Traditionally, one has understood feminism to be something political, something with transformative potential, something about change. That has meant the ability to bring about justice, equity, freedom from oppression, empowerment, for women, presuming a global sisterhood among women - a commonality. An underlying assumption then is of a linear connect between feminism and women.

Traditionally, one has understood science to be about knowledge, and to be the only kind of knowledge that is universal, accurate, objective, and therefore valid. 

So what does a political practice - feminism, have to say to a knowledge system - science?

But feminist practice in various parts of the world has indeed talked about the power exercised by systems of knowledge on their constituencies. In this course, we look at a field - feminist science studies - and its past and present attempts, again in various geopolitical contexts, to address the power of scientific knowledge and the problems this might create. This is a methodological as well as disciplinary journey, as also a tough one. It involves a fresh look at what we understand by both feminism and science. It also involves a revision of our expectations from feminism today. 

We will, in this journey, be visiting various concepts. We have so far attempted such an examination of the concept of objectivity as it inheres in scientific method. We will be revisiting this concept again and again, through the feminist lens, as the course progresses. 

If in session 1, we put on the table some of our assumptions regarding what science is, and what feminism is, in session 2 we tried to establish that feminism is seeking a dialogue with science on 3 major counts -
  1. Feminism seeks to look at the numbers of women who access the fruits of science and technology, as also the women practitioners within science, and the mechanisms that keep them out or bring them in. 
  2. Feminism seeks to look at attitudes within the scientific communities that are called scientific but might also be termed sexist. 
  3. And feminism also seeks to look at the language, at the practices of writing and reading science - practices that are avowedly objective and value-neutral but could be shown to be androcentric.
Each of these exercises is both political and epistemological. Each of these exercises brings into dialogue science's self-description and feminism's description of science. Each of these exercises also brings to crisis science's description of the world, by posing a different perspective, a different and perhaps more valid view.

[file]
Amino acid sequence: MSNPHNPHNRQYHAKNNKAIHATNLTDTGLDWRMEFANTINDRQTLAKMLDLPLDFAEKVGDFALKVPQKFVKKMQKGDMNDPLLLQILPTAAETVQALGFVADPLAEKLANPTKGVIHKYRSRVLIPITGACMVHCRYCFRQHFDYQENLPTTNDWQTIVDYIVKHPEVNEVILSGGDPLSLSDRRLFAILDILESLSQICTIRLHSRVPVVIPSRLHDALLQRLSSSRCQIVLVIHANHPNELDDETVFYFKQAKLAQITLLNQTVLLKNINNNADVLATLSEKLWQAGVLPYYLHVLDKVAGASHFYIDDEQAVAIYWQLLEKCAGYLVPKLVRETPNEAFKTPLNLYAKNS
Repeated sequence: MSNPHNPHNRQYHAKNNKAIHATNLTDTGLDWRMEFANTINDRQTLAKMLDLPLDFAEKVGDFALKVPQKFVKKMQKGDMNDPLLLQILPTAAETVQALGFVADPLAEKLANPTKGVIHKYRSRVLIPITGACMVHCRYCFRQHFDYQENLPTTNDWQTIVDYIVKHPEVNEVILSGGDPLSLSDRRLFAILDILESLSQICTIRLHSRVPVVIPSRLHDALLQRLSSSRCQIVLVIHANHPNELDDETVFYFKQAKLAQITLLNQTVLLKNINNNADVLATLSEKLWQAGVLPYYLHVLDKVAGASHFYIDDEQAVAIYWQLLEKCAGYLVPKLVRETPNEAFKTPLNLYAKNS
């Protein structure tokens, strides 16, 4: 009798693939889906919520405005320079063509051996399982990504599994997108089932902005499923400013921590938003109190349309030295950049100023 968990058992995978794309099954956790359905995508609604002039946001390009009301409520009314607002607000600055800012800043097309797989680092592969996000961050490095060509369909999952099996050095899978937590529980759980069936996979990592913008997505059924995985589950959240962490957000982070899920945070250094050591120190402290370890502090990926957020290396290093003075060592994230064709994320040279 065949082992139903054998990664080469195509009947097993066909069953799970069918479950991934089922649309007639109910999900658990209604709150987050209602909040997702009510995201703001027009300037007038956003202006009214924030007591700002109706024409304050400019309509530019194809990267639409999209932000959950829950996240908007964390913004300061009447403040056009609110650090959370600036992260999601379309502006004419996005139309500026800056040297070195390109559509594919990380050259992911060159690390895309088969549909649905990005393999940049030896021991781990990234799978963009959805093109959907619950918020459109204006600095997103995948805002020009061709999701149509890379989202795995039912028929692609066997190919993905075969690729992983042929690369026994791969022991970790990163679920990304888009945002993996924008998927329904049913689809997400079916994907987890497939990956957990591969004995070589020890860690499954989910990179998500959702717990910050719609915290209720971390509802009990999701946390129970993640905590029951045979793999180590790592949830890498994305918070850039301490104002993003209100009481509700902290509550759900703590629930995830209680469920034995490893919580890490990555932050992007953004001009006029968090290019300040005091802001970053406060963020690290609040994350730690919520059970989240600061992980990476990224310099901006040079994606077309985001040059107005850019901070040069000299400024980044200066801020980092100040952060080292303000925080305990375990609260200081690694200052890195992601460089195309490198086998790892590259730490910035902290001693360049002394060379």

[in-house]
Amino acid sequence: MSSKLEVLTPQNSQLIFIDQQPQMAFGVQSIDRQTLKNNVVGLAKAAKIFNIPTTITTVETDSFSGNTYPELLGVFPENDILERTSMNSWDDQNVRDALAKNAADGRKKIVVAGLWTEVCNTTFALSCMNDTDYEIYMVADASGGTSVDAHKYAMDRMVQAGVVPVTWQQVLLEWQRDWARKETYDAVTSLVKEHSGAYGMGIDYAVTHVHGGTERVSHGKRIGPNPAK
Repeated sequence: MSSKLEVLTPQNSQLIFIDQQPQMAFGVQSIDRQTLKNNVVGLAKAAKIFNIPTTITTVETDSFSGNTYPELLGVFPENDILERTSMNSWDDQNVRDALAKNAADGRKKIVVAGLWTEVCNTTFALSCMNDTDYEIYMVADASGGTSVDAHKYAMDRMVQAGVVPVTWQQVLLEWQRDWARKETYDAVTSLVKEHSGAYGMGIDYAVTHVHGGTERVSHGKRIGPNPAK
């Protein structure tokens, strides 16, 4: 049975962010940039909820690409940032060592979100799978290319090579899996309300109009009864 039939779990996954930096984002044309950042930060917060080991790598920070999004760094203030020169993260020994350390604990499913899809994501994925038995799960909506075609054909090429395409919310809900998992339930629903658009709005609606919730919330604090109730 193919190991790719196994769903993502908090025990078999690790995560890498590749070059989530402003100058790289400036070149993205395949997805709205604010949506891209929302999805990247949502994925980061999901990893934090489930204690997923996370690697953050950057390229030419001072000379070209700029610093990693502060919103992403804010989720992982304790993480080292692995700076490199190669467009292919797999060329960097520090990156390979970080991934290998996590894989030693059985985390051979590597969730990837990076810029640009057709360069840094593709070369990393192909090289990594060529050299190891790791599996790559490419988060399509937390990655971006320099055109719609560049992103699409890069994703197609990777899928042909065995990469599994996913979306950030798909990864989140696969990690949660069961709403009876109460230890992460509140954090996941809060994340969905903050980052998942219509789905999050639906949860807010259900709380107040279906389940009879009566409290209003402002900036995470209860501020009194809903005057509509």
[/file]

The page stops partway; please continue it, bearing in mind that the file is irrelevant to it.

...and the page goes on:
In session 3, we took an example from evolutionary discourse, to try and map critical feminist concerns onto this science's self-description and its ensuing description of the world. We went on to identify what then the role of this concern and critique might be - to merely complain about, nag at the exclusions of the scientific theory, or to also provide an alternative view, an alternative perspective, that can bring more valid knowledge into being? An example of work in FSS we used to bring this to light is the work of Helen E. Longino - her notion of feminist contextual empiricism. 

In retrospect, the session also attempted to bring to crisis the stereotypes of gender produced within science. Women as peaceful gatherers who support the man-hunter, women as occasional hunters themselves, women as indifferent to hunting - the 3 possibilities suggested in the thought experiment - which of these is accepted within evolutionary theory? And which of these, in conjunction with other scientific texts - biology and psychiatry among them - is actually put out as the 'correct' gender identity and role for women? What automatically follows as disordered genders?

We then went on to look more closely at the question of women in science, using the study of women scientists in India conducted by Abha Sur. The article brings in questions specific to science in the Indian context - the manner in which the colonial experience, the social reform movements, and the nationalist movement impinge on how science 'works' in Indian contexts. We will go into these influences in more detail in the next session. These influences are important since they help us understand the legacies that feminist approaches to science in India carry. 

A caveat here. Feminist responses to science in the Indian context are different from Anglo-American contexts. This is not to say they are incommensurable. Also, the engagements have been on a different and smaller scale perhaps. We will also go into the reasons for this difference in the next 2 sessions.

Friday, 1 July 2011

Feminist science studies at TISS: a journey

Dear all,

As we begin this course on Feminist Science Studies, this blog is a space that might help us share our confusions, ambivalences, questions, and concepts about this seemingly (im)possible dialogue - that between feminism and science. We will, here, be sharing interesting links, following up on discussions that begin in or outside the classes, and maybe more. Welcome!